Top 3 Issues as a Result of High Indoor Humidity and Prevention Tips
As Summer arrives in New Jersey, temperatures start to rise. Unfortunately, this also means higher humidity levels for both the outdoors and inside our homes.
Humidity is optimal for household comfort when it falls within 35% – 50%. However, when it exceeds that point, some indoor problems can arise. The three most common issues are:
- Appliance or furniture damage
- Mildew and mold
- Pest Infestation
1. Appliance or furniture damage
Furniture material and electronic appliances can be sensitive to moisture. Materials can degrade faster, and electronics might not function appropriately if moisture from too much humidity builds up.
Frequent complaints that people have are the following:
- Floorboards start caving in;
- Insulation is wet;
- Wall paint starts peeling or chipping off;
- Electronics short circuit;
- Mold grows on furniture or fabric;
- Woodwork shows signs of decay; and
- Drywall starts wearing down.
2. Mildew and mold
The peskiest of your problems will likely be mildew and mold. Don’t be surprised to find it growing on all kinds of stuff in your home.
What’s the relation of high humidity levels with faster mildew and mold growth anyway? Let’s take a quick look at what they need to thrive:
- Moisture – All that moisture is necessary for those microorganisms to grow. Naturally, they feed off on the moisture that higher humidity levels bring in the air and things.
- Warmth – The ideal temperature for molds range from 40°F to 100°F.
- Food – Mold and mildew need an organic source to feed. Unfortunately, our houses contain all the meals they need, like wood, dust, and leather.
The Summer temperatures, coupled with moisture and a food source make your home a welcoming place for them to thrive. Aside from your items falling prey to them, molds can also pose a potential health risk. If it gets too bad, you will only be able to remove them by hiring a mold specialist.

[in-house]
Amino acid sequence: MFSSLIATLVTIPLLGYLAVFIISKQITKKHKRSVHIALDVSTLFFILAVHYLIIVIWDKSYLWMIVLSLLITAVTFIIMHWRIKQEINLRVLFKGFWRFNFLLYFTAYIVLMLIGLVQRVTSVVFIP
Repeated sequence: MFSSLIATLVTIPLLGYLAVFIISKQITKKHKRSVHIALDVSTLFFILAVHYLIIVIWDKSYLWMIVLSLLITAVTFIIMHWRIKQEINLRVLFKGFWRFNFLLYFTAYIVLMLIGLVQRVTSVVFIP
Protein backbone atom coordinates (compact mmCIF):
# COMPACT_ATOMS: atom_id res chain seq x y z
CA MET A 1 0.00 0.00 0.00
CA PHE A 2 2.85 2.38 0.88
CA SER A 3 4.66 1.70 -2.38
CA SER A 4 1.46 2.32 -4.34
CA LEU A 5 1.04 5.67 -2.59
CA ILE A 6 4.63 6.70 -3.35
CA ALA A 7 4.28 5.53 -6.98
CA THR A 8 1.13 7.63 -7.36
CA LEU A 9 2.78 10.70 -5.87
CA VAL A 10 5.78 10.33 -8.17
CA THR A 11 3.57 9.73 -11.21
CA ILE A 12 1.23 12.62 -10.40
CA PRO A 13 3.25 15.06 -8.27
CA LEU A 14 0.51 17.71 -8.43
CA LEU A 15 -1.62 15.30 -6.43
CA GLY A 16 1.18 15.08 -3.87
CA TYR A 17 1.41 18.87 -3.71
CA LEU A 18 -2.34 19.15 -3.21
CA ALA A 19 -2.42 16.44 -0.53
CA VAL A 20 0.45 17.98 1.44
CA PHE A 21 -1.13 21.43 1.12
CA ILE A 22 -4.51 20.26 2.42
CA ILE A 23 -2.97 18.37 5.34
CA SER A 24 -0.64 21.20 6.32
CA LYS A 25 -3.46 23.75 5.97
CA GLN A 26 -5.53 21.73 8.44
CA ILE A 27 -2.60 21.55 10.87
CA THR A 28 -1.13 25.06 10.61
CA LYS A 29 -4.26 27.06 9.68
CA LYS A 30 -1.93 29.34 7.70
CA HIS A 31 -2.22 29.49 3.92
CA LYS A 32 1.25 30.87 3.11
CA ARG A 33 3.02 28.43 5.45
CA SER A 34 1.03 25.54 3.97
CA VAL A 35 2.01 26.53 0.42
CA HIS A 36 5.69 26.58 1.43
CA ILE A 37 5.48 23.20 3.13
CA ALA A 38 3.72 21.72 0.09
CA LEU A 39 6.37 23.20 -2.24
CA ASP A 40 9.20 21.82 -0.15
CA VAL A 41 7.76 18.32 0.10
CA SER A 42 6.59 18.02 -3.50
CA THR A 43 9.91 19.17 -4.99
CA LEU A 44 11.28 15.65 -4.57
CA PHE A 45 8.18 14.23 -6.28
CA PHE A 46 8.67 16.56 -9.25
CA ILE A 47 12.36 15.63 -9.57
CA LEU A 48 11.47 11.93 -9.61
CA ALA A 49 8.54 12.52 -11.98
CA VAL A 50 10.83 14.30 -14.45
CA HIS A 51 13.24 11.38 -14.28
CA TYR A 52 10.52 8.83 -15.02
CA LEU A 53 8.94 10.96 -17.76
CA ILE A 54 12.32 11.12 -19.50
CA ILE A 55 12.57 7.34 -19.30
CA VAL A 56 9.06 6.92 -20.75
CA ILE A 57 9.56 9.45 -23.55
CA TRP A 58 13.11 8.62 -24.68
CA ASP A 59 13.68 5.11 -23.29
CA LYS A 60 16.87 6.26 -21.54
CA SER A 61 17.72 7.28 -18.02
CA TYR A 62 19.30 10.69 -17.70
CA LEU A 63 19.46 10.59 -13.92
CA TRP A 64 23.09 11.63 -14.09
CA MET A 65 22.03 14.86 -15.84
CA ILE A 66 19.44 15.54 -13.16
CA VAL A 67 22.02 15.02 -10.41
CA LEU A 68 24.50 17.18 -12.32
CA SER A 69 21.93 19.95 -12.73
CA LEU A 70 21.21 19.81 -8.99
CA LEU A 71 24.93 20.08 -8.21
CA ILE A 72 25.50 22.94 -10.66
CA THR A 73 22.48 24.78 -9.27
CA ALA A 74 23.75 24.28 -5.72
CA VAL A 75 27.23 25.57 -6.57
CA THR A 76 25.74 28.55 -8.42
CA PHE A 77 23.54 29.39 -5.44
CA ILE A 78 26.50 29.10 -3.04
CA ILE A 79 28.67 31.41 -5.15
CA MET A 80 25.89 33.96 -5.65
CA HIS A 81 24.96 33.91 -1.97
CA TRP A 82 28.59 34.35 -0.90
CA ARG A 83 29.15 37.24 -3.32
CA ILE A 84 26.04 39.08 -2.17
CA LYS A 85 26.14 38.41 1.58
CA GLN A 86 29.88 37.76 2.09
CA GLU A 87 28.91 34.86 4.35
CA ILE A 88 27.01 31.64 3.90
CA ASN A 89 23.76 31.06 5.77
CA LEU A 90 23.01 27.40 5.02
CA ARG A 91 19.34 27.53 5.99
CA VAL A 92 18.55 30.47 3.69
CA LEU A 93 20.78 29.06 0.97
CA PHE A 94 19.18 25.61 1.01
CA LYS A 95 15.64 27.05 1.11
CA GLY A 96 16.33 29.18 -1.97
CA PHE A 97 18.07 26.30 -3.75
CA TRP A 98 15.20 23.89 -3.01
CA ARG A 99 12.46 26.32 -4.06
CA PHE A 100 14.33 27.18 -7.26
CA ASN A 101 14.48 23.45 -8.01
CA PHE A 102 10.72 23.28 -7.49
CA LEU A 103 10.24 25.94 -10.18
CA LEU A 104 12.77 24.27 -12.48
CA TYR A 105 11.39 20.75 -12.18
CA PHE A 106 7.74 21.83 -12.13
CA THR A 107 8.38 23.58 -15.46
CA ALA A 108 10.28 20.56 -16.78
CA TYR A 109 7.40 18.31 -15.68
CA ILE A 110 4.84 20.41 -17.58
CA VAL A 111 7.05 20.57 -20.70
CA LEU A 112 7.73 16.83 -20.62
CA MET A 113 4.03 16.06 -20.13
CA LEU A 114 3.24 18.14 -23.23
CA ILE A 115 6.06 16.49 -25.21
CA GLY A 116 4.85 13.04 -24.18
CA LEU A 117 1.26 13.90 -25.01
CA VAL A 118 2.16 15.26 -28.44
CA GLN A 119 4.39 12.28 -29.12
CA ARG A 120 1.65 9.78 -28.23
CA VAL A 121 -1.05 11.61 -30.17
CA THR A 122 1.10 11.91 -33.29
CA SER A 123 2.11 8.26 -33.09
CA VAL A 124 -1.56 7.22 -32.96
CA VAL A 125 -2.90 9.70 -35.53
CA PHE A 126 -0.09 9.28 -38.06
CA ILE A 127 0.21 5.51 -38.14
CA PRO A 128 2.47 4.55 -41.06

It’s alarming to see pests making your house their home. That is why homeowners invest in pest prevention methods and pest killing services to remove them. Unfortunately, having higher humidity means that your house becomes more conducive to pests and insects.
The reason for that is some pests make mildew and mold as a primary food source. If you allow untreated mildew and mold to grow in the corners of your home, that makes potential pests happy to eat them. Humidity is also welcoming to many insects like cockroaches and mites.
High Indoor Humidity Prevention
Now that you know the potential issues that can be caused by increased humidity, you are probably thinking about how you can prevent them from arising in the first place. Here are our simple tips that can go a long way to ensure that your indoors are healthy:
1. Use an indoor dehumidifier
Reducing humidity has never been easier than with an indoor dehumidifier. Some portable models allow you to bring it in any room within the house. They’re easy to find too. Your local hardware or home improvement shop likely has some for sale.
If you want broader coverage of your indoors, there are whole-home dehumidifier options too. They are naturally more expensive, but they work wonders to always keep your house dehumidified. You will need a professional installation service since the dehumidifier system will be installed in your home ductwork.